New discoveries about medieval England presented in innovative conference
New discoveries uncovered at medieval sites across the East of England have been examined in a new form of conference in which academics, consultants and members of the public presented their data and discussed ideas.
Around 100 people representing universities, community groups from Essex to Yorkshire, and members of the public from as far as Wales and Cornwall attended the Medieval Settlement Research Group's 30th anniversary conference.
Recent archaeological discoveries spanning the sixth to the sixteenth centuries found in rural villages were reviewed to identify common and contrasting patterns.
Delegates discussed how findings from these projects are contributing to a 'bigger picture' about how developments in the medieval period have influenced the places we live in today.
Themes covered included the importance of the middle Anglo-Saxon period (7th to 9th centuries AD) in understanding how today's settlements came into existence, and the impact of the 14th century Black Death in reversing settlement growth for almost 200 years.
The conference, run by the School of History & Heritage at the University of Lincoln, adopted an innovative format to engage the public, giving members of community groups an opportunity to present findings on the same terms as academic teams.
As well as expert speakers, the conference included a visit to the deserted medieval village at the University of Lincoln's Riseholme campus, a site iconic as the first deserted medieval village excavation to be published in the journal, Medieval Archaeology.
The conference was devised and run by Professor Carenza Lewis, an archaeologist and Professor for the Public Understanding of Research at the University of Lincoln. She said: "The conference was open to anyone with an interest in medieval rural villages, hamlets and farms. It was also very timely; Historic England has just published a report into the research value of community archaeology and history showing how pertinent the issue of public engagement with research is in the field of heritage.
"We reviewed recent archaeological investigations in places where people currently live and work in Eastern England, which are often not thought of as historic sites, but where a lot of exciting and innovative work has recently been carried out. There was a special focus on the contribution of community projects to the academic study of rural settlements.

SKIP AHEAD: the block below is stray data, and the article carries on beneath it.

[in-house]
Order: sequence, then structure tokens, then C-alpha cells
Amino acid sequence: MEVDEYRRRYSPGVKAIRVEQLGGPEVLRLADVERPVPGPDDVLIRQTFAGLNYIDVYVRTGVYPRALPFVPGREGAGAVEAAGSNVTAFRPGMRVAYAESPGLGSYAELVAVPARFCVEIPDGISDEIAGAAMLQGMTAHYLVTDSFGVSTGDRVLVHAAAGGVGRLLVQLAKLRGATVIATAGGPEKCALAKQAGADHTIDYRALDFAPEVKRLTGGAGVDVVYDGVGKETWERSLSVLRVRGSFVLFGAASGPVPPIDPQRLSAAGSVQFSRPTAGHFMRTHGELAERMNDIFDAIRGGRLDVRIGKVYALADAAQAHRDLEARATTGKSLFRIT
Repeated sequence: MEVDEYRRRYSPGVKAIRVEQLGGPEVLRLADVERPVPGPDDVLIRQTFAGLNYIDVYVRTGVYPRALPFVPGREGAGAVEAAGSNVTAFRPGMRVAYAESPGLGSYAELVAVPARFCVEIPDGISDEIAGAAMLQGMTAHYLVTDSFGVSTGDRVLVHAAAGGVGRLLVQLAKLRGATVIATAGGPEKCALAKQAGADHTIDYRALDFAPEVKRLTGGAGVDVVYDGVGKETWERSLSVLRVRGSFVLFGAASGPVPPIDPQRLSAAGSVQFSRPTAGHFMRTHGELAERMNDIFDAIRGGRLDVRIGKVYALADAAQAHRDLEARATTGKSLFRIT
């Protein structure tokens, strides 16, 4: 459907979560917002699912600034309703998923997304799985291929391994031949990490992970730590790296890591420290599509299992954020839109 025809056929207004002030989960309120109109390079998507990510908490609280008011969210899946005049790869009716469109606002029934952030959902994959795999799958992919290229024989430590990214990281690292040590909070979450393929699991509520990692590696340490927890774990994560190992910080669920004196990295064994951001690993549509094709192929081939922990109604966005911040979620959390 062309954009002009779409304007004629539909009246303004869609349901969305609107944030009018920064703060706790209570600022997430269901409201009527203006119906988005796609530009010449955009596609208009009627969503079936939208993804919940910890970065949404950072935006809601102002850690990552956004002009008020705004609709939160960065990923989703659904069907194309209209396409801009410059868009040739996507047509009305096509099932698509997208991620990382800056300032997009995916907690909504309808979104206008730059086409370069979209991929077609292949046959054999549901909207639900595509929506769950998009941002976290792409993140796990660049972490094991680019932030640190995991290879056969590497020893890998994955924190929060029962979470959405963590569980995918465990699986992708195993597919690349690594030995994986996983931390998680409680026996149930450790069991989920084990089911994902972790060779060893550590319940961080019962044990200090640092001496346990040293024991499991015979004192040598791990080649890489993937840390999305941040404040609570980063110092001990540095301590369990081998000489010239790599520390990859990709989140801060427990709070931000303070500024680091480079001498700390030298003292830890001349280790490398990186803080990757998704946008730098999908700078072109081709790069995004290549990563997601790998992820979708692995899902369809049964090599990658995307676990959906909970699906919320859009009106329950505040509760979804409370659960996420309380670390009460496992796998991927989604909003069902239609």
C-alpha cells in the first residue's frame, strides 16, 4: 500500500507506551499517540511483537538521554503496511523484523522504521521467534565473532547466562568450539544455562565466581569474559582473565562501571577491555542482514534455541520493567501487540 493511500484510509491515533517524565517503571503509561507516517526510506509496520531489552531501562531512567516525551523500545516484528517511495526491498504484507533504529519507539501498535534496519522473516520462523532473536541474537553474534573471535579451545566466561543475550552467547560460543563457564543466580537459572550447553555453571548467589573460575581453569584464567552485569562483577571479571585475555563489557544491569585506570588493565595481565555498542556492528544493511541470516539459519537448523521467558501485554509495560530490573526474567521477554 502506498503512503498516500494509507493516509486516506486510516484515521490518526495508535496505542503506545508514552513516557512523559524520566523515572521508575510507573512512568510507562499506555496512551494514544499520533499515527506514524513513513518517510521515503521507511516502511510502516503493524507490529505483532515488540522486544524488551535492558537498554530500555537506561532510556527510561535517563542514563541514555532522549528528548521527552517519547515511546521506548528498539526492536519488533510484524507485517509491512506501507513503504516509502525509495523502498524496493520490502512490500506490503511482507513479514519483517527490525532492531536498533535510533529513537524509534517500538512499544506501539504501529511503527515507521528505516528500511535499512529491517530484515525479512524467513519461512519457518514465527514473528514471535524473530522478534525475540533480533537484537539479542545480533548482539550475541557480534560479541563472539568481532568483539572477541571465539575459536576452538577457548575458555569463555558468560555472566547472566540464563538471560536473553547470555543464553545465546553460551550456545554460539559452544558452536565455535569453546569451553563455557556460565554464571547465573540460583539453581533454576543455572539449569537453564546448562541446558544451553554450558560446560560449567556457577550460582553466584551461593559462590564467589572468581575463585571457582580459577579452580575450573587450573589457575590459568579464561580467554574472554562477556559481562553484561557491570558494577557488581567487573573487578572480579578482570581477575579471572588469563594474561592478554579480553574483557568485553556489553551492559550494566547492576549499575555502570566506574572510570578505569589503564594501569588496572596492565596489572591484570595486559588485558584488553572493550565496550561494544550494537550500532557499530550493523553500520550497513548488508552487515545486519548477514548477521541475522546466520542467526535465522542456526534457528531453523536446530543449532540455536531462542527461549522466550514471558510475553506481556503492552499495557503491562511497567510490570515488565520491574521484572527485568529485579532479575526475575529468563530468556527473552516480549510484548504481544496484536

"Around 75 per cent of delegates were members of the public and the format –which enabled professional archaeologists to hear about new discoveries made by community groups, who were in turn able to hear and discuss the latest academic ideas - was very successful, stimulating lively and informed discussion."
Formal feedback confirmed the positive impact the conference had; 83 per cent of delegates gave the conference overall the highest possible rating, 79 per cent felt they had made useful connections, 96 per cent felt they had learned something useful, and 92 per cent said they felt more inspired and enthused as a result of attending the conference. And 85 per cent said they would attend a similar conference again.
"Community archaeology is increasingly popular across the UK and has made possible new discoveries in and around many settlements of medieval origin where people live today," added Professor Lewis. "This focus on non-deserted medieval settlements is also reflected in current scholarly research which recognises that most medieval settlements did not become permanently deserted, thus encompassing the non-deserted majority is a priority if understanding of the period is to be advanced. The success of this conference makes me keen to run similar events again in the future."
Speakers included archaeologists and historians from the universities of Lincoln, Cambridge and Leicester; community archaeology groups from Essex, Norfolk, Hertfordshire, Cambridgeshire, Leicestershire, Nottinghamshire and Yorkshire; as well as Historic England and the Portable Antiquities Scheme.